manageacute unstable slips like sub-capital femoral neck fractures.Most of the

    stable slips are managed by pinning in situ, whereasthe deformed hips nearing

    skeletal maturity are assessed and appropriate surgery focusing on restoring

    useful movement range & function is undertaken.Safe Surgical Dislocation has

    emerged as new modality to re-shape deformed hips.

    Scoliosis (Congenital, Idiopathic, Neuromuscular & dystrophic) fall under the

    treatment spectrum The principle that one follows in all these curves in order of

    decreasing priority are Fusion (arrest), Alignment (Balance) and Correction. With

    the advances in types of spinal instrumentation which offer a lot of flexibility,

    better correction of scoliosis is possible (supplemented by other techniques)

    depending on the age of the child, cause, and magnitude & rigidity of the curve, in

    selected cases.

    In operating congenital curves, it is mandatory that a thorough assessment of the

    whole spinal axes, urogenital system and heart function is made in these patients

    before undertaking definitive treatment.

    Dorsal Scoliosis right side (King type 3) in a 13 year old treated by

    Posterior Spinal Fusion with Instrumentation. Post op. clinical snap after

    3 years shows a good head-trunk balance with a reasonable correction

  • Early Onset Scoliosis (EOS) and Chest Wall deformities are relatively tedious

    and difficult to manage. With the background of a reputed multi-speciality set-up

    such as Indraprastha Apollo Hospitals that has state-of-the-art Pediatric ICU and

    anaethetic back-up, coupled with appropriate training, it only helps in making the

    whole treatment more streamlined, thereby increasing the probability of a good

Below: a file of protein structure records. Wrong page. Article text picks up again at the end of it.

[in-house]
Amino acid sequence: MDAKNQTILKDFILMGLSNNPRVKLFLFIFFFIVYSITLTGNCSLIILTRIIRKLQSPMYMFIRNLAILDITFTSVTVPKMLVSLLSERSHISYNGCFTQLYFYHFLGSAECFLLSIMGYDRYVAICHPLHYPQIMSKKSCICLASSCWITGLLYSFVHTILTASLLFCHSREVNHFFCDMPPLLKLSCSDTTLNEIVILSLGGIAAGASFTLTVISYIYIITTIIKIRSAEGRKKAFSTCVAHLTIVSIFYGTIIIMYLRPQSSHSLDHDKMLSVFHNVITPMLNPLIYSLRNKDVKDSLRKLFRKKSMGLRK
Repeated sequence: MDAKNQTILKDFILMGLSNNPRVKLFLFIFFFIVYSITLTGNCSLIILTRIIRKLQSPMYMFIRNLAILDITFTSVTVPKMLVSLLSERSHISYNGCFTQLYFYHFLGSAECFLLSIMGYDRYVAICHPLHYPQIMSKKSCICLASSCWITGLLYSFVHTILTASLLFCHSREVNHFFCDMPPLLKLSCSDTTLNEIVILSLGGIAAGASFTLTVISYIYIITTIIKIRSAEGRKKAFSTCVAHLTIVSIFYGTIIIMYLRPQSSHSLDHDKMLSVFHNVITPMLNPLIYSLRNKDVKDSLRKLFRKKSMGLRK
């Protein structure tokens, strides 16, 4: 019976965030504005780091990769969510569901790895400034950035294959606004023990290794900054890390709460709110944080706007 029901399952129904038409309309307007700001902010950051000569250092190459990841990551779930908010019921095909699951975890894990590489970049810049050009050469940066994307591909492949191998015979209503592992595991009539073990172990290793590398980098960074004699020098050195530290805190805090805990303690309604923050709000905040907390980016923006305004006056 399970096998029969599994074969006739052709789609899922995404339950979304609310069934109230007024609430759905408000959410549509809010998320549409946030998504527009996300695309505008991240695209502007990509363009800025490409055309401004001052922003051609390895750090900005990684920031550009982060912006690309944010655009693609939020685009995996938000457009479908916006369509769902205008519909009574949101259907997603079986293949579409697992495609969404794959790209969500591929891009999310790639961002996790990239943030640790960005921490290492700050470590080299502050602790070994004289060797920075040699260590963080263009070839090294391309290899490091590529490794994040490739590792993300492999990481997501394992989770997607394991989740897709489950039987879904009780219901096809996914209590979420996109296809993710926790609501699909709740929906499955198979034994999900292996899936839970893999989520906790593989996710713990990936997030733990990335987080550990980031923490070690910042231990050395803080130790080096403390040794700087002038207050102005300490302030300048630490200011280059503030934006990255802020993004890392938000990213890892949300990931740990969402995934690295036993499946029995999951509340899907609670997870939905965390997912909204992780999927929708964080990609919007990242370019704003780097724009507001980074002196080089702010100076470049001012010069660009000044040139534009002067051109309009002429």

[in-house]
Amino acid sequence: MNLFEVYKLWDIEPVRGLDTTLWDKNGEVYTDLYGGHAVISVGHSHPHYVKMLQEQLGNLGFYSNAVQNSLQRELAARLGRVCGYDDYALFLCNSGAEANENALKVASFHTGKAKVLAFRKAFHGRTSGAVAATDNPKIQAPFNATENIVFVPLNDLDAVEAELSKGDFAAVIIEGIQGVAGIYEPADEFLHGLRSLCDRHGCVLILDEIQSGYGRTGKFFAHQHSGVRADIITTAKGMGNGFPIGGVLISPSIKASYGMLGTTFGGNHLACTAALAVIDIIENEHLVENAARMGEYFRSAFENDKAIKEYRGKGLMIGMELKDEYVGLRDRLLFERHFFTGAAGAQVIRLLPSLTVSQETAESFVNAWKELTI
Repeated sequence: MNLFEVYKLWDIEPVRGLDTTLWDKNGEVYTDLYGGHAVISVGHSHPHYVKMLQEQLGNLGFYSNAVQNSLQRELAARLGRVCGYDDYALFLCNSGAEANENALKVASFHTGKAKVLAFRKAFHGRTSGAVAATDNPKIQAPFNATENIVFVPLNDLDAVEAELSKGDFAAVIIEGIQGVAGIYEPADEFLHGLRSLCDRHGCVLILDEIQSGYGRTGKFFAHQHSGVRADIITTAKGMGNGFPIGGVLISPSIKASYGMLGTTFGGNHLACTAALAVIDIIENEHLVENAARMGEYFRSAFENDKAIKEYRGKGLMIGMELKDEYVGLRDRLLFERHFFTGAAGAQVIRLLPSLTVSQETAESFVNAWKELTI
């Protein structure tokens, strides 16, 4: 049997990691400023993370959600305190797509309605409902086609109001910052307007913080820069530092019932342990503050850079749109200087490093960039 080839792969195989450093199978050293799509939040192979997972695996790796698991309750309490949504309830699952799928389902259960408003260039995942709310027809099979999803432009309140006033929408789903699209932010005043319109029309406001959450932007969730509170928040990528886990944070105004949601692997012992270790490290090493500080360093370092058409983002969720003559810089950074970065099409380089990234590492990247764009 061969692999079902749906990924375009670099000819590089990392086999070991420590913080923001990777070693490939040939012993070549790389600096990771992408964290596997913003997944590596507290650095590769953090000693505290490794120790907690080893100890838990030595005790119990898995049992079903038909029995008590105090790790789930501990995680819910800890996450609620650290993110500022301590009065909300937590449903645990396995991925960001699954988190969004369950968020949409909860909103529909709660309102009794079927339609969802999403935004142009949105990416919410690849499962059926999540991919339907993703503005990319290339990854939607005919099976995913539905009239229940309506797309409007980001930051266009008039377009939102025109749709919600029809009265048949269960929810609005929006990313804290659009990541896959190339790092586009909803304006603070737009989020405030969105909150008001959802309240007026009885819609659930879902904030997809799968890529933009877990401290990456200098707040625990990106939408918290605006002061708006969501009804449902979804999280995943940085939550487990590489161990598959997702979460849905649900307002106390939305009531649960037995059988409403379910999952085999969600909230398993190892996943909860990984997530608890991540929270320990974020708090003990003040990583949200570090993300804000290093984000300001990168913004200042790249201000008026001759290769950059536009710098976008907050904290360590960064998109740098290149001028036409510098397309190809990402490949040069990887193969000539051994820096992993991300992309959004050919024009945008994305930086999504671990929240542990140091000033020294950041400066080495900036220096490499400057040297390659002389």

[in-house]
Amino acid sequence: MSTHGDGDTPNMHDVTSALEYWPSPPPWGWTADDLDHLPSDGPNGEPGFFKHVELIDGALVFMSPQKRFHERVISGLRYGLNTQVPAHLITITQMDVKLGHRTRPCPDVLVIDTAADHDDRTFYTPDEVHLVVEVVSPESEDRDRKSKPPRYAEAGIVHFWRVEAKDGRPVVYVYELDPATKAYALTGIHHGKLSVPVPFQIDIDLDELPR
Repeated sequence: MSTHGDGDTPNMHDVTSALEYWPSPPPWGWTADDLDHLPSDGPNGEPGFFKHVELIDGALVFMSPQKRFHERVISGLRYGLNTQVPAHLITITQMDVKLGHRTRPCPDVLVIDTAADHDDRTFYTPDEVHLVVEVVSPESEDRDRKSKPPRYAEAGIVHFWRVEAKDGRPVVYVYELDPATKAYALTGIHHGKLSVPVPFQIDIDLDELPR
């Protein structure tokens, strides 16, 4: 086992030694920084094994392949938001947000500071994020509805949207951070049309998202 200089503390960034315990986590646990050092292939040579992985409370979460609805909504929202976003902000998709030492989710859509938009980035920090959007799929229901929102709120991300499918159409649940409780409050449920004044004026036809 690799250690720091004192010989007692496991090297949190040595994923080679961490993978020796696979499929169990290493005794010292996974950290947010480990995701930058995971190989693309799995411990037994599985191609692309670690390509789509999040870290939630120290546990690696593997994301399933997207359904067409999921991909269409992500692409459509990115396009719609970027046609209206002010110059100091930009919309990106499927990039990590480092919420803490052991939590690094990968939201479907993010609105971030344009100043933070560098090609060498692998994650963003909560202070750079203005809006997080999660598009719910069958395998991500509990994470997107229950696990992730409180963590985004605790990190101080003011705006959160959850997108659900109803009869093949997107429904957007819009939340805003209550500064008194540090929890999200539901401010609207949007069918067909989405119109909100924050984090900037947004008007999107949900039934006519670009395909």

outcome. Repeated regular surgical intervention is necessary to carry forward the

    management of EOS, and this needs to be understood by the family.

    Kyphosis, both Congenital & Acquired (Pott’s spine, for instance), are managed

    using appropriate principles according to age & severity. Pedicle Subtraction

    Osteotomy (PSO) is a very useful technique which he uses in treating selected

    Kypho-scoliotic older children & adolescents.

    Spondylolysis requires careful investigation and management (surgical or non-

    surgical) depending on the age of the child mainly. Spondylolisthesis once

    detected usually in adolescent age group warrants surgery in the form of postero-

    lateral fusion with appropriate instrumentation. Sprengel’s shoulder is also

    A 14 year old male with a lower

    dorsal kypho-scoliosis showed a

    fused D10-11 vertebrae. Treated by

    Pedicle Subtraction Osteotomy (PSO)

    with pedicle screw fixation. An

    illustration is also enclosed. PSO is an

    effective procedure in selected cases

    of adolescent kyphosis.

  • treated by an appropriate surgery focusing on better cosmesis and a reasonably

    better function.

    Torticollis (both congenital muscular and bony) has been managed appropriately in

    large nu